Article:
African Community Center’s video set to IMAGINE – The theme of Refugee Week 2020.
Our own Blessing cooked Chicken Coconut Rice and our volunteer drivers delivered to community members, nurses, refugees, asylum seekers and a charity shop manager. We hope you like !!
   Almas, Good News Story for Refugee Week

I arrived in the UK in 2001. I was 19 years old and knew barely anything about life. I came from Iraq, a nation which was under a dictatorship, but I was happy living a normal life until the day came when my life was in danger. I had to leave my country, my home and my friends. I escaped death so many times. I entered the border into the United Kingdom. I thought this was the end of suffering. I was wrong. It was a harsh, tough process, to live a new life in a new country. Everything ‘s different to what I’d known from back home.

A new language, new homes, new culture and new thoughts and beliefs. A very fast city. I felt scared and alone. The only comfort I had was going to church, where I met very kind people. I felt at home. I’m a Muslim, but either way, I felt like they were my people. Unfortunately, I was being forced to move to another home. I felt really depressed, and it took me 15 years to kill my biggest enemy — fear. I used to be afraid of everything. Even myself. I just woke up one day and said to myself that I’d had enough of being afraid. I did seek professional help. I had a really good counsellor, who has supported me until now, guiding me to achieve my greatest potential, which is to stop being afraid, support others and making them feel they are not alone.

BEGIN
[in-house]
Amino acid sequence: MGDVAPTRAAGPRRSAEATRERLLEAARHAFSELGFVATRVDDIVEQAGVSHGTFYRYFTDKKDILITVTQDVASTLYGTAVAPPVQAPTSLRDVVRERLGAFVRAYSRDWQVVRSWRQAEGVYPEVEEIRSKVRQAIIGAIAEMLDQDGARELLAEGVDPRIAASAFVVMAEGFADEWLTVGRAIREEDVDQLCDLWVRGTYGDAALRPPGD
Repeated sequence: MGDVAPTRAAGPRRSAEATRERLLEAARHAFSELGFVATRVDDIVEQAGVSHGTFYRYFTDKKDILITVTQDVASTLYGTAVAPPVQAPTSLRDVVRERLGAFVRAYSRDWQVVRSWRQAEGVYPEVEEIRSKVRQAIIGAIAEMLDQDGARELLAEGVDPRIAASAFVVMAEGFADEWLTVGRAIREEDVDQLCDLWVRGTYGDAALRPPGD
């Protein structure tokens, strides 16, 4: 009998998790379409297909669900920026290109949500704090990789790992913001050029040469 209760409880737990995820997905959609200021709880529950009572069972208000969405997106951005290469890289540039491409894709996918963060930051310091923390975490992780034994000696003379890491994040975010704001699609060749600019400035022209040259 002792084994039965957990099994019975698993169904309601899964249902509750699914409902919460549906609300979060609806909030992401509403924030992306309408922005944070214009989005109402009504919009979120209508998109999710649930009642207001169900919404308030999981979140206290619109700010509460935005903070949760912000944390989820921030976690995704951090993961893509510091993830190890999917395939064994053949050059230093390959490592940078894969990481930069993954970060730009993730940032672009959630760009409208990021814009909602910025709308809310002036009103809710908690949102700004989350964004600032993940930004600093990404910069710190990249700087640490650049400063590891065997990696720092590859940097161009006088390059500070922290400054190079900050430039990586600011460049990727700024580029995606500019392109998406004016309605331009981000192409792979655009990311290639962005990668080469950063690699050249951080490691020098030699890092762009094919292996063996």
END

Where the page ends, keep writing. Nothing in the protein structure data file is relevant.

We’re all in the same boat as working with charitable organizations giving back. I’m helping people like me who have struggles in life. Life is good!


   Amber Esther, Good News Story for Refugee Week